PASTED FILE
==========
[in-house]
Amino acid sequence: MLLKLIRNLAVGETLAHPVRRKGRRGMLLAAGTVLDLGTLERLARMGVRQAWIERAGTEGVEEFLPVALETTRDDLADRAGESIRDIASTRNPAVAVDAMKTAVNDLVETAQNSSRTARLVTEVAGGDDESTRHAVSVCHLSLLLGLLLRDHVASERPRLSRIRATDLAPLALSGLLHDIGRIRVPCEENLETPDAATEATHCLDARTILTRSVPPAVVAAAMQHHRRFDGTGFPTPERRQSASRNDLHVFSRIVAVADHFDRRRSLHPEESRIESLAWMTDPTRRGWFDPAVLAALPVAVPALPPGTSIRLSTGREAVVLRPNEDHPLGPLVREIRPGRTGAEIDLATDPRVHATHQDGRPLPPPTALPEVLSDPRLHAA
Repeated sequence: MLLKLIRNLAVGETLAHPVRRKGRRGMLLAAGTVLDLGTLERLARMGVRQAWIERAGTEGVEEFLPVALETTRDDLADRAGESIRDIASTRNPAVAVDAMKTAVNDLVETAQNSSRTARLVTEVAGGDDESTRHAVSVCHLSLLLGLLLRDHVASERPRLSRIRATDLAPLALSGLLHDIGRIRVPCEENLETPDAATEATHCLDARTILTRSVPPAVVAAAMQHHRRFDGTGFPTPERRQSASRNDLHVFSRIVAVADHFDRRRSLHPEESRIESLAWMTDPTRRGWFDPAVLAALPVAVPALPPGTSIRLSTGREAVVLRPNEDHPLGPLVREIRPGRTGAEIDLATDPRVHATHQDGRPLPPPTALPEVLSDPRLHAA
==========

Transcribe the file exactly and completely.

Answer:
[in-house]
Amino acid sequence: MLLKLIRNLAVGETLAHPVRRKGRRGMLLAAGTVLDLGTLERLARMGVRQAWIERAGTEGVEEFLPVALETTRDDLADRAGESIRDIASTRNPAVAVDAMKTAVNDLVETAQNSSRTARLVTEVAGGDDESTRHAVSVCHLSLLLGLLLRDHVASERPRLSRIRATDLAPLALSGLLHDIGRIRVPCEENLETPDAATEATHCLDARTILTRSVPPAVVAAAMQHHRRFDGTGFPTPERRQSASRNDLHVFSRIVAVADHFDRRRSLHPEESRIESLAWMTDPTRRGWFDPAVLAALPVAVPALPPGTSIRLSTGREAVVLRPNEDHPLGPLVREIRPGRTGAEIDLATDPRVHATHQDGRPLPPPTALPEVLSDPRLHAA
Repeated sequence: MLLKLIRNLAVGETLAHPVRRKGRRGMLLAAGTVLDLGTLERLARMGVRQAWIERAGTEGVEEFLPVALETTRDDLADRAGESIRDIASTRNPAVAVDAMKTAVNDLVETAQNSSRTARLVTEVAGGDDESTRHAVSVCHLSLLLGLLLRDHVASERPRLSRIRATDLAPLALSGLLHDIGRIRVPCEENLETPDAATEATHCLDARTILTRSVPPAVVAAAMQHHRRFDGTGFPTPERRQSASRNDLHVFSRIVAVADHFDRRRSLHPEESRIESLAWMTDPTRRGWFDPAVLAALPVAVPALPPGTSIRLSTGREAVVLRPNEDHPLGPLVREIRPGRTGAEIDLATDPRVHATHQDGRPLPPPTALPEVLSDPRLHAA